'Gangs of London': Lale's vendetta paints a different story of the Kurdistan Workers' Party and pride gangs
Through the story of Lale, a Kurdish PKK militant, the crime drama highlights a story of resistance and honor in overthrowing a 'fascist' government
Amidst Sean Wallace's (Joe Cole) deafening orders to stop all businesses in the wake of his father and London crimelord Finn Wallace's (Colm Meaney) rattling murder, the only person who defies their way into rebellion is a piercing snowstorm called Lale (Narges Rashidi).
She has the balls to steal their business partner Asif Afridi's (Asif Raza Mir) drugs and distribute it around London, thereby technically not moving her own drugs.
Their rivalry boils all the way back when Lale was still a Kurdish PKK militant, back when she lost her husband Ara to the brutal war rife in Kurdistan after Asif sold them out to the enemy.
Still, wearing through her pain, Lale remains loyal to her motherland and her people as she plans on sending all that money earned by Asif's drugs back to Kurdistan, so her people can fight back.
What Lale is willing to sacrifice and how she exacts her revenge on Asif paints a whole other side of the Kurdish Pride gangs, who even though seemingly condemned, still bear pride in their cause.
Lale's pride in her cause as a PKK militant is explored in a trip to her past, where she — along with other members — are on a rescue mission for her husband.
For those unaware, the PKK (Partiya Karkerên Kurdistanê) or the Kurdistan Workers' Party, based in Kurdish regions of Turkey and Iraq have reportedly been designated as a terrorist organization by Turkey, United States, the European Union, Australia and Japan.
So while it's not clear who was holding Ara captive, the flashback reveals Asif had sold them out to the enemy and Lale is welcomed at the black site with a barrage of bullets, that she grazes her way through only to find Ara broiled on a steel table above blazing fire.
Her hands burn when she unknowingly cradles his body, and her deafening screams of agony are enough to uproot her faith from the work that cost her, her beloved. But even after all she loses, Lale bounces back because the show must go on, her resolve runs deeper enough this time to not even flinch when more and more loved ones are held hostage.
In her being driven by that devastating loss burns a tale of rebellion and outrage where she pledges to move money back home at any cost, to fuel their motive of overthrowing what they label is the "fascist" Turkish AKP government.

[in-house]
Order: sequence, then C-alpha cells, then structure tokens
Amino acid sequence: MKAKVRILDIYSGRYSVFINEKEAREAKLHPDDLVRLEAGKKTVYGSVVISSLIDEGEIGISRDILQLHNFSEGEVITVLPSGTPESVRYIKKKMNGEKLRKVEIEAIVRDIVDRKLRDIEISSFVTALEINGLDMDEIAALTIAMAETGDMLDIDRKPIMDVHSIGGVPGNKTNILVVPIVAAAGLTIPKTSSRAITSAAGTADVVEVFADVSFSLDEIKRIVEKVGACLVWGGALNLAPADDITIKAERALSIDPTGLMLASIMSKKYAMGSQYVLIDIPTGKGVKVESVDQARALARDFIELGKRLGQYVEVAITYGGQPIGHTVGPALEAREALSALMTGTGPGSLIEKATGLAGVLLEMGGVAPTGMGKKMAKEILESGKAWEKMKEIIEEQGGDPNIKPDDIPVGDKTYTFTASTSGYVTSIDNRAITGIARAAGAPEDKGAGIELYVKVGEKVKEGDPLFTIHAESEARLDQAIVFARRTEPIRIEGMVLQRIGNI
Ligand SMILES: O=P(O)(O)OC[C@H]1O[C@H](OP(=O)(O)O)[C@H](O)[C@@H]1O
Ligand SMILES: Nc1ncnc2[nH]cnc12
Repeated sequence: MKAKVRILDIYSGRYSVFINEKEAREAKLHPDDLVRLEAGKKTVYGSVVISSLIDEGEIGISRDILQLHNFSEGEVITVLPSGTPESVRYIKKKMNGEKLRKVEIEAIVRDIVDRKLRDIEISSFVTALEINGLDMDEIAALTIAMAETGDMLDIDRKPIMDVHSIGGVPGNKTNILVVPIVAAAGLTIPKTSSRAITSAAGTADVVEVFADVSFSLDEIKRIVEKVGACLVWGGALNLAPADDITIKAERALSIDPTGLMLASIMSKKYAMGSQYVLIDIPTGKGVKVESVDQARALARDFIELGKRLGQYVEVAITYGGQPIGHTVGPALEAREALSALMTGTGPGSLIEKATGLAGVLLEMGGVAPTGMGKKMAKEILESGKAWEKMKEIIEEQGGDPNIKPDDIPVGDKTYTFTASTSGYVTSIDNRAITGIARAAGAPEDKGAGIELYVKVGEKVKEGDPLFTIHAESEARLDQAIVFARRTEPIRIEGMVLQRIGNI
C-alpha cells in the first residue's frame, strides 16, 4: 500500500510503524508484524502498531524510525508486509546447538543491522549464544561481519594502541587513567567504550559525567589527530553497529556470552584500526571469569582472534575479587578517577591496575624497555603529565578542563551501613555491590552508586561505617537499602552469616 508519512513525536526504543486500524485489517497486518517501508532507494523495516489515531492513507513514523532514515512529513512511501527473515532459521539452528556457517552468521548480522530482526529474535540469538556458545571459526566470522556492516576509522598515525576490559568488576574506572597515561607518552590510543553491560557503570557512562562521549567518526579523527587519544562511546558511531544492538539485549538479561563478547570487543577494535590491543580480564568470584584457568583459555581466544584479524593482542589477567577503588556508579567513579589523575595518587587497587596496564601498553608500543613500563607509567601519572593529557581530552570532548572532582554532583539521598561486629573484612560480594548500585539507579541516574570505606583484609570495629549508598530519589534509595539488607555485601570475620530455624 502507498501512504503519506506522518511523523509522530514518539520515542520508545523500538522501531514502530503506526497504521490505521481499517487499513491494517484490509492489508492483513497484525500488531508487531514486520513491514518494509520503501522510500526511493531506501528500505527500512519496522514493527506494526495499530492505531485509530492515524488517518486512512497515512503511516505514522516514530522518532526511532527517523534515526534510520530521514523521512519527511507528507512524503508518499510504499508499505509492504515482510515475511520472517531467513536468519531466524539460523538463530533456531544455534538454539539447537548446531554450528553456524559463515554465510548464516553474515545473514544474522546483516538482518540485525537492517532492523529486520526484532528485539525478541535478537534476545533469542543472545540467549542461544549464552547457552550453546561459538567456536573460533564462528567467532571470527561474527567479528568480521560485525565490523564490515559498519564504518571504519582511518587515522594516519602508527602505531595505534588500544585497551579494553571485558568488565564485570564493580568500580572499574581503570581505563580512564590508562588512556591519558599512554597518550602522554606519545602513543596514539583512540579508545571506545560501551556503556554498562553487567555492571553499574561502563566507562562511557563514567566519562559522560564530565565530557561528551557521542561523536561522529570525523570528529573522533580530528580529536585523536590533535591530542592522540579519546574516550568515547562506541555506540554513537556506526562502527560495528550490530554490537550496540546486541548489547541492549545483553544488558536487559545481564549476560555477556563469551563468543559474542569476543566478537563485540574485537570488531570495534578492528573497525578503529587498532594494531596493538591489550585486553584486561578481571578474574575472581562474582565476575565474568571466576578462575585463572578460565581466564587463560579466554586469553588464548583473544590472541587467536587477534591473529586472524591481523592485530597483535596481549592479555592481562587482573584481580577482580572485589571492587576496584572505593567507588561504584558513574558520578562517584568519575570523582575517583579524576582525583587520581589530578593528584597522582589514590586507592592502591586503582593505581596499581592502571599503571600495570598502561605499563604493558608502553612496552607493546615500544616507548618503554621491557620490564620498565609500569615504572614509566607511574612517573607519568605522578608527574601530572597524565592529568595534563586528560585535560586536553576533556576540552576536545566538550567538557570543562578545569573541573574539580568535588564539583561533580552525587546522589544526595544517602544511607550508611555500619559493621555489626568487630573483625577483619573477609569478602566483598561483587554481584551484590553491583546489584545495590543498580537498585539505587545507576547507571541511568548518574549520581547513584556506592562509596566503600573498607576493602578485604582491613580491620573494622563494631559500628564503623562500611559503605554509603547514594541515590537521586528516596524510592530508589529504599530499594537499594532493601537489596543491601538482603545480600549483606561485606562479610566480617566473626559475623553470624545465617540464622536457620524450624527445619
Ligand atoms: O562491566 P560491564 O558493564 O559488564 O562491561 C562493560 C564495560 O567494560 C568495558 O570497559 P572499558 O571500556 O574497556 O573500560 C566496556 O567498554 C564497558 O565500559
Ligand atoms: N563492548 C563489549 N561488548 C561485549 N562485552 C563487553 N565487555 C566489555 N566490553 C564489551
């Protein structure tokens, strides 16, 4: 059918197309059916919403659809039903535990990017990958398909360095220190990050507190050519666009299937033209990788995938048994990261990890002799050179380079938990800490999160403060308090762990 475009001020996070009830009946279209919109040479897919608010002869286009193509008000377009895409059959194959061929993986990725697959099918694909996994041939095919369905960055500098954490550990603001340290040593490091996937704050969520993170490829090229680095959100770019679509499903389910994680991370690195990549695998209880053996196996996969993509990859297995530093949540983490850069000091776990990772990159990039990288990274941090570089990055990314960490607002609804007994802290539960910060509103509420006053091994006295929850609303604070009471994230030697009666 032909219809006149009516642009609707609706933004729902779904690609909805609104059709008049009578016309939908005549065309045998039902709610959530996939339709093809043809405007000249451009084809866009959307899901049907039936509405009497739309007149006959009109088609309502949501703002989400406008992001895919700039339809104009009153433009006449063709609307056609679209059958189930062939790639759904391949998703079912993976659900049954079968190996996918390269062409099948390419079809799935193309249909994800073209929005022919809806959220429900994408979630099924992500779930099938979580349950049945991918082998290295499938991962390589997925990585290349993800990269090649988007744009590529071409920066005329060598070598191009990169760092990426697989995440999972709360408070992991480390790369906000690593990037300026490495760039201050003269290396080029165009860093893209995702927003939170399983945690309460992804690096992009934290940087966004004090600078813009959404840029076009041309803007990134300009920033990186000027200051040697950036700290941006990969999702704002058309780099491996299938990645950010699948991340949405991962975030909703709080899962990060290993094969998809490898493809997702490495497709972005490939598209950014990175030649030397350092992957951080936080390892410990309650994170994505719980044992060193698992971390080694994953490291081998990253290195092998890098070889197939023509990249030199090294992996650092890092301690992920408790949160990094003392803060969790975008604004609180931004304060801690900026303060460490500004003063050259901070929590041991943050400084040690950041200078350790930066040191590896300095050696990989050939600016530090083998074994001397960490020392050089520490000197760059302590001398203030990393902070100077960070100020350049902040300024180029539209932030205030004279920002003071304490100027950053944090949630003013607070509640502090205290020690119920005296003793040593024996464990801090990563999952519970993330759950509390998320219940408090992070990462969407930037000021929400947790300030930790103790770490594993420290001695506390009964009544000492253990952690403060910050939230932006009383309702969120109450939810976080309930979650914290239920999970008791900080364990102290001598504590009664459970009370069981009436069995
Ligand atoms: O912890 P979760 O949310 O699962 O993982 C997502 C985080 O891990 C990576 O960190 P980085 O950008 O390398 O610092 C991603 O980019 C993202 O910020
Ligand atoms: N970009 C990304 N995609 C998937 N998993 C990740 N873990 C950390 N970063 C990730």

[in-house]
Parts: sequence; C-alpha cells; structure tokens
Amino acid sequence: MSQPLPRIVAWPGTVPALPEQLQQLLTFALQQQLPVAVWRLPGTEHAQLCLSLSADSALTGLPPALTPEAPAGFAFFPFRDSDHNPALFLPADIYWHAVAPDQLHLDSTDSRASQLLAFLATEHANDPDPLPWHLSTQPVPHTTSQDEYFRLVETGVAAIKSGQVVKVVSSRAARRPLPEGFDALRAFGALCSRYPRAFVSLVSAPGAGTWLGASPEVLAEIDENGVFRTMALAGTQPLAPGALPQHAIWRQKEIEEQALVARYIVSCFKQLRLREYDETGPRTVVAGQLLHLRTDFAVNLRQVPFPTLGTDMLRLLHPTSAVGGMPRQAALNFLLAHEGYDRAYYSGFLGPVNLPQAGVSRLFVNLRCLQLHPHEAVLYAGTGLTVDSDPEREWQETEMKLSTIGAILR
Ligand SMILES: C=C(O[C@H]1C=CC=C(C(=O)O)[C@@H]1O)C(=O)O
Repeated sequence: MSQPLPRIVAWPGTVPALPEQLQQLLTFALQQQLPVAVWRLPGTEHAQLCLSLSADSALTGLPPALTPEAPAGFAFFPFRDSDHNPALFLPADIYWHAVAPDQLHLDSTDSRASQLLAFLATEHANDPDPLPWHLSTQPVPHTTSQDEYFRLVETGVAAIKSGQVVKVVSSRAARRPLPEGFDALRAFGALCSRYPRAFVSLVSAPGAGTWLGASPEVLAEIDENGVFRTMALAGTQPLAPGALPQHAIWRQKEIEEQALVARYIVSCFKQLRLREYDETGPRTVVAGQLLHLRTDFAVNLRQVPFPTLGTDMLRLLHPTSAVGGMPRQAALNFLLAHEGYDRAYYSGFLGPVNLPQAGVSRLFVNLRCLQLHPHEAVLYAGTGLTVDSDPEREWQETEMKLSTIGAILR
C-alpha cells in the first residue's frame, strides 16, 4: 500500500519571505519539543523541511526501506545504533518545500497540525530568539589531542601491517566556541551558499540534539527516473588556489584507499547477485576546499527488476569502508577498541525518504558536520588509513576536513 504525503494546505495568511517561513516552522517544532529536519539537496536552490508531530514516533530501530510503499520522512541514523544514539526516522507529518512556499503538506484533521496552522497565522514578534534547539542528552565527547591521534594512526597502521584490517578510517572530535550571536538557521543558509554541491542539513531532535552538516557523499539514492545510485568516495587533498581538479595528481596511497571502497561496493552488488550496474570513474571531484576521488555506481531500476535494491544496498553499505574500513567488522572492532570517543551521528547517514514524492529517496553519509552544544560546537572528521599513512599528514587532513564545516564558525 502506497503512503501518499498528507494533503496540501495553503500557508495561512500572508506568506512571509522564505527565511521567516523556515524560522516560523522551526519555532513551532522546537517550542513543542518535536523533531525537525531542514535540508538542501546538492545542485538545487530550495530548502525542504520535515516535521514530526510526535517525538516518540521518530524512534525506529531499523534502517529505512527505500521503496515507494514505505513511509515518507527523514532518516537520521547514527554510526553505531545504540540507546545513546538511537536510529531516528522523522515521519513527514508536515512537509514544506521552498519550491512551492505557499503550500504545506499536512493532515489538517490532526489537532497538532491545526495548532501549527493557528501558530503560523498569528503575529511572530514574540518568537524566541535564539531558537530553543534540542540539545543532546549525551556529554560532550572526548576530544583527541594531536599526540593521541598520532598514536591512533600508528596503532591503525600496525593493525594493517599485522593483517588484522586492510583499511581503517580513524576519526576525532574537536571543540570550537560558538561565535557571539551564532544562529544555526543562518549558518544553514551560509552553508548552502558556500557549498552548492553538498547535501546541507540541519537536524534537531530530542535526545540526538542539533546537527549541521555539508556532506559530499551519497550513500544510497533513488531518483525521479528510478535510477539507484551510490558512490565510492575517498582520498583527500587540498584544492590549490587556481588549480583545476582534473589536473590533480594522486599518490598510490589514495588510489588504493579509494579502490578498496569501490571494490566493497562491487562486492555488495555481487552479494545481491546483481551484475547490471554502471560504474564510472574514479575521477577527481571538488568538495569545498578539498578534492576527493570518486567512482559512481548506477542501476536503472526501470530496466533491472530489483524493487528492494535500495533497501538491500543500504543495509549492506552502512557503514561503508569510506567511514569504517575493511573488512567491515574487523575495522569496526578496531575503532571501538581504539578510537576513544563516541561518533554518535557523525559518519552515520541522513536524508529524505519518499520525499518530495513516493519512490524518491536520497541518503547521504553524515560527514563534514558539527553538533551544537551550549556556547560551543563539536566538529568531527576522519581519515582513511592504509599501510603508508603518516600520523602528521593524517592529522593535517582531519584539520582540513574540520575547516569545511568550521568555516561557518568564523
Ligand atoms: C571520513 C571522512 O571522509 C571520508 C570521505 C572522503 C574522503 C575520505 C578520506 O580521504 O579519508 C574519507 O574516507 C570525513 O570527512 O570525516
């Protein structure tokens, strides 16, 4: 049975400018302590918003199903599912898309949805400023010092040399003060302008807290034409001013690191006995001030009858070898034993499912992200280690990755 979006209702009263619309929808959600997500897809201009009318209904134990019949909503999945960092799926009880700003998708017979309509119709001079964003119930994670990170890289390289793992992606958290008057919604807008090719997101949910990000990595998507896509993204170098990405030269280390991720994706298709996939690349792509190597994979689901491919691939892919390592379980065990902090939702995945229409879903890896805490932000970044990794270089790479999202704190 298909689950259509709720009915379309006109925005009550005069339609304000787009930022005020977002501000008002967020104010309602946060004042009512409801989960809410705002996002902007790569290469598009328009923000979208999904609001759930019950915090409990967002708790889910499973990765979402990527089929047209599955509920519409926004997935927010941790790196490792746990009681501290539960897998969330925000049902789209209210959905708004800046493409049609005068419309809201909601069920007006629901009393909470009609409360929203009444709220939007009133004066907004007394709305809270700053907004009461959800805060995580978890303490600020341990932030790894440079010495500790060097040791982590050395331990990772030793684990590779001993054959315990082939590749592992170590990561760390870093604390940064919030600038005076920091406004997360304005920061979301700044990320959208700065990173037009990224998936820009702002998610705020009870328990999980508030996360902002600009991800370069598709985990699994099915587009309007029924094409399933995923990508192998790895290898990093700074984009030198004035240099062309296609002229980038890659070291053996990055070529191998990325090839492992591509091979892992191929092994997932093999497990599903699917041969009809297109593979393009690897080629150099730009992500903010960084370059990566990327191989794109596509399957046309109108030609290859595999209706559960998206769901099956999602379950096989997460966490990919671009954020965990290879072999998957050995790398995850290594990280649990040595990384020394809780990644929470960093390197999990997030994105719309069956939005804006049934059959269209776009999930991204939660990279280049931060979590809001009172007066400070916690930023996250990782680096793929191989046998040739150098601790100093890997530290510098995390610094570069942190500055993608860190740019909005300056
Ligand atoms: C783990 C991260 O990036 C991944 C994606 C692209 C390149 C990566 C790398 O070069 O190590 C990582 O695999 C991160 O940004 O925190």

In her defense, her people need those weapons to fight back, and that's all the motivation she needs to overcome that loss and dive into action, headfirst.
When Sean finds out about Asif's drugs circulating London, he confronts the Pakistani cartel boss and is informed in return that Lale stole Asif's drugs. Both harboring a vendetta, Sean acts first, kidnapping Lale's sister and two very young nieces and holding them hostage.
Right when Lale observes her money-filled cargo being entered the plane, Sean's hitman calls Lale to inform her of the little hostage situation he's got going on. He tells Lale he will shoot the three innocent lives if she doesn't stop the cargo from being transported.
But Lale shuts down the terrified pleas of her sister and her two daughters; she has already braved loss graver than this, her only respite can come from knowing the money reached her people safe.
It is only when Sean ambushes her and holds her at gunpoint hat Lale even offers a flicker of fear. She provokes him to shoot her if he wants to, but Sean hurts her worse: he presents the money she was sending away and sets it on fire.
While this causes Sean to hire Lale, because he has seen what she's willing to sacrifice, Asif's vengeance still soars wide. As Sean and Lale join hands, Asif decides to ambush her new warehouse, where she is transporting money through a flower and gardening business.
Armed with machine guns and trained mercenaries, Asif plunges chaos and mayhem at the warehouse — shooting everyone in sight, leaving not a single soul alive except Lale. Attacked by Asif twice now, not even Sean can protect Lale but she still won't back down.
It sounds pretty much like the PKK being involved in an armed conflict with the Turkish state since 1984, their initial aim being an independent Kurdish state. Lale's alliance with Sean mirrors the PKK's alliance the Peoples' United Revolutionary Movement, in March 2016, and together plot the downfall of Asif.
With her husband dead and sister refusing to associate with her, Lale's only solace is Sean, with whom she even finds a brief moment of passionate affection in what is pretty much the only sex scene in the entire nine-episode debut season.
But that brief moment of ecstasy comes only after she has finally acquired her revenge against Asif. Dressed as a blonde reporter, Lale pretends to take an exclusive one-on-one interview of Asif's son, Nasir — the new Mayor of London.
In a very ironic moment, as Asif is walking over to the venue where Nasir is going to give his first address as a Mayor, Asif is greeted by a blonde woman. She congratulates him on his son's victory, and leaves him with a firm handshake, telling him she is thrilled to hear Nasir speak.
As she walks away, Asif notices blood smeared on the hand that shook hers. He panics and rushes to the venue to be informed by Nasir's secretary that he's giving a private interview.
The relief is brief, as Asif soon finds Nasir dead in a chair, his tongue chopped out of his mouth. Once again Lale proves why apart from the crimelord's widow, she is the only person in the game ballsy enough to defy both Sean and Asif — without directly targeting them.
'Gangs of London' premiered with all 9 episodes on Sky Atlantic.